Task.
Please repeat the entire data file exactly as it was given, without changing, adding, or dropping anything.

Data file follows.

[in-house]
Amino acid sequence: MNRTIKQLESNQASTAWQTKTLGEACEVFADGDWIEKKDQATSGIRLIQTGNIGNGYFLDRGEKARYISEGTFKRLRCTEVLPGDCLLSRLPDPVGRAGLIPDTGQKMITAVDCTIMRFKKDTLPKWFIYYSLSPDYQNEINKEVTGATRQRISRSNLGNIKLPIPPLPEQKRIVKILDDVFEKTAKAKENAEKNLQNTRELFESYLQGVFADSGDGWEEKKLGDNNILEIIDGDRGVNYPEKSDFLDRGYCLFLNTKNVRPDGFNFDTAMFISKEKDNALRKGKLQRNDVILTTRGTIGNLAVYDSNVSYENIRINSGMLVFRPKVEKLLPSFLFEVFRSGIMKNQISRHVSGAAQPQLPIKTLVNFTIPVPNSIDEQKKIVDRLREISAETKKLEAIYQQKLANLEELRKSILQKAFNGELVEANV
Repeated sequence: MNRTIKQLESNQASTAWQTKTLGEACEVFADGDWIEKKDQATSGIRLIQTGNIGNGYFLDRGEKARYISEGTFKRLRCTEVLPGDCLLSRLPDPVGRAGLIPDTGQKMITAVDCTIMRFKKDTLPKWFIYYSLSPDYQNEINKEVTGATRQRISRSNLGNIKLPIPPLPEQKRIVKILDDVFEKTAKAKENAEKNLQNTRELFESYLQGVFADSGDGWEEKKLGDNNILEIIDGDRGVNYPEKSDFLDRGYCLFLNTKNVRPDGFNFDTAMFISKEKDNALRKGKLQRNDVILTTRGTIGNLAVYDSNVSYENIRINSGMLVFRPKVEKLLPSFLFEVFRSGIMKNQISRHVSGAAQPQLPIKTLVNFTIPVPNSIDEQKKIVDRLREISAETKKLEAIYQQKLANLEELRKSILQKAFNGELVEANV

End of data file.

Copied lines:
[in-house]
Amino acid sequence: MNRTIKQLESNQASTAWQTKTLGEACEVFADGDWIEKKDQATSGIRLIQTGNIGNGYFLDRGEKARYISEGTFKRLRCTEVLPGDCLLSRLPDPVGRAGLIPDTGQKMITAVDCTIMRFKKDTLPKWFIYYSLSPDYQNEINKEVTGATRQRISRSNLGNIKLPIPPLPEQKRIVKILDDVFEKTAKAKENAEKNLQNTRELFESYLQGVFADSGDGWEEKKLGDNNILEIIDGDRGVNYPEKSDFLDRGYCLFLNTKNVRPDGFNFDTAMFISKEKDNALRKGKLQRNDVILTTRGTIGNLAVYDSNVSYENIRINSGMLVFRPKVEKLLPSFLFEVFRSGIMKNQISRHVSGAAQPQLPIKTLVNFTIPVPNSIDEQKKIVDRLREISAETKKLEAIYQQKLANLEELRKSILQKAFNGELVEANV
Repeated sequence: MNRTIKQLESNQASTAWQTKTLGEACEVFADGDWIEKKDQATSGIRLIQTGNIGNGYFLDRGEKARYISEGTFKRLRCTEVLPGDCLLSRLPDPVGRAGLIPDTGQKMITAVDCTIMRFKKDTLPKWFIYYSLSPDYQNEINKEVTGATRQRISRSNLGNIKLPIPPLPEQKRIVKILDDVFEKTAKAKENAEKNLQNTRELFESYLQGVFADSGDGWEEKKLGDNNILEIIDGDRGVNYPEKSDFLDRGYCLFLNTKNVRPDGFNFDTAMFISKEKDNALRKGKLQRNDVILTTRGTIGNLAVYDSNVSYENIRINSGMLVFRPKVEKLLPSFLFEVFRSGIMKNQISRHVSGAAQPQLPIKTLVNFTIPVPNSIDEQKKIVDRLREISAETKKLEAIYQQKLANLEELRKSILQKAFNGELVEANV